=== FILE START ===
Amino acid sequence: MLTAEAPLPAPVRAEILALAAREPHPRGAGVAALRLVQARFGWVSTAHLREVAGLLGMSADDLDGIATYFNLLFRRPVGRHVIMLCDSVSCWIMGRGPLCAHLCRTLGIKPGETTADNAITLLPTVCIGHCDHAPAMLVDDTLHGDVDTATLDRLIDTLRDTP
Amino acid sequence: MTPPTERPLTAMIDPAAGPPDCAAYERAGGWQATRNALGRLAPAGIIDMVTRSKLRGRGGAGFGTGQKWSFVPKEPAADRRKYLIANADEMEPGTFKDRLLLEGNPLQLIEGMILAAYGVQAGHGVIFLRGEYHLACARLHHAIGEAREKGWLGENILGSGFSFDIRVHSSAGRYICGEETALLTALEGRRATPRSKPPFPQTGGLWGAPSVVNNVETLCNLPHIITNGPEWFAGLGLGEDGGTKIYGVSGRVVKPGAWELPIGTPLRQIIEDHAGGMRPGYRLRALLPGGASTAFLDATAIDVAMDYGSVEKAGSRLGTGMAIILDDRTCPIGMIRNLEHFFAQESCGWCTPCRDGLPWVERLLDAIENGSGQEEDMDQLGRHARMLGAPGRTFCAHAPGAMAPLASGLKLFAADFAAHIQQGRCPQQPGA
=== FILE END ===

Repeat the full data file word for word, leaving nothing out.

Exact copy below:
Amino acid sequence: MLTAEAPLPAPVRAEILALAAREPHPRGAGVAALRLVQARFGWVSTAHLREVAGLLGMSADDLDGIATYFNLLFRRPVGRHVIMLCDSVSCWIMGRGPLCAHLCRTLGIKPGETTADNAITLLPTVCIGHCDHAPAMLVDDTLHGDVDTATLDRLIDTLRDTP
Amino acid sequence: MTPPTERPLTAMIDPAAGPPDCAAYERAGGWQATRNALGRLAPAGIIDMVTRSKLRGRGGAGFGTGQKWSFVPKEPAADRRKYLIANADEMEPGTFKDRLLLEGNPLQLIEGMILAAYGVQAGHGVIFLRGEYHLACARLHHAIGEAREKGWLGENILGSGFSFDIRVHSSAGRYICGEETALLTALEGRRATPRSKPPFPQTGGLWGAPSVVNNVETLCNLPHIITNGPEWFAGLGLGEDGGTKIYGVSGRVVKPGAWELPIGTPLRQIIEDHAGGMRPGYRLRALLPGGASTAFLDATAIDVAMDYGSVEKAGSRLGTGMAIILDDRTCPIGMIRNLEHFFAQESCGWCTPCRDGLPWVERLLDAIENGSGQEEDMDQLGRHARMLGAPGRTFCAHAPGAMAPLASGLKLFAADFAAHIQQGRCPQQPGA